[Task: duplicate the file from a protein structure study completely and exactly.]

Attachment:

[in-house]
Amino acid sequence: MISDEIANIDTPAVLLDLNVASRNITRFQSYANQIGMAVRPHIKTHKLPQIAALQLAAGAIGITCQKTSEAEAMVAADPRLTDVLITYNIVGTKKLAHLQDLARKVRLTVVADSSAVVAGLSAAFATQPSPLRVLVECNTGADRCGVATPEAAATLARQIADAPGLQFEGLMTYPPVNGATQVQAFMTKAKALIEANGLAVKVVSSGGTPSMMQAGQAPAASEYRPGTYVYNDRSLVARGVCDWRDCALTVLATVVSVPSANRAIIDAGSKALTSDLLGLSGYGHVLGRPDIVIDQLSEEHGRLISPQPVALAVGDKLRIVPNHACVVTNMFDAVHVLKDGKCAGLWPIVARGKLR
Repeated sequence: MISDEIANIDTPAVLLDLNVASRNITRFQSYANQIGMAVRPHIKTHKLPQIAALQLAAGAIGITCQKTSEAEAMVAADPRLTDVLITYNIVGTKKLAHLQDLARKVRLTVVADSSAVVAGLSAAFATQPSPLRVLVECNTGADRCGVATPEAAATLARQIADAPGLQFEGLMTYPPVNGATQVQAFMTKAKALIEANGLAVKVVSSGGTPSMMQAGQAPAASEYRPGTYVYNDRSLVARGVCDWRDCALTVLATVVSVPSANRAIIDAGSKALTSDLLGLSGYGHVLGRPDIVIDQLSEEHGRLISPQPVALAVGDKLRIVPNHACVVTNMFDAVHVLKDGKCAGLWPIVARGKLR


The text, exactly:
[in-house]
Amino acid sequence: MISDEIANIDTPAVLLDLNVASRNITRFQSYANQIGMAVRPHIKTHKLPQIAALQLAAGAIGITCQKTSEAEAMVAADPRLTDVLITYNIVGTKKLAHLQDLARKVRLTVVADSSAVVAGLSAAFATQPSPLRVLVECNTGADRCGVATPEAAATLARQIADAPGLQFEGLMTYPPVNGATQVQAFMTKAKALIEANGLAVKVVSSGGTPSMMQAGQAPAASEYRPGTYVYNDRSLVARGVCDWRDCALTVLATVVSVPSANRAIIDAGSKALTSDLLGLSGYGHVLGRPDIVIDQLSEEHGRLISPQPVALAVGDKLRIVPNHACVVTNMFDAVHVLKDGKCAGLWPIVARGKLR
Repeated sequence: MISDEIANIDTPAVLLDLNVASRNITRFQSYANQIGMAVRPHIKTHKLPQIAALQLAAGAIGITCQKTSEAEAMVAADPRLTDVLITYNIVGTKKLAHLQDLARKVRLTVVADSSAVVAGLSAAFATQPSPLRVLVECNTGADRCGVATPEAAATLARQIADAPGLQFEGLMTYPPVNGATQVQAFMTKAKALIEANGLAVKVVSSGGTPSMMQAGQAPAASEYRPGTYVYNDRSLVARGVCDWRDCALTVLATVVSVPSANRAIIDAGSKALTSDLLGLSGYGHVLGRPDIVIDQLSEEHGRLISPQPVALAVGDKLRIVPNHACVVTNMFDAVHVLKDGKCAGLWPIVARGKLR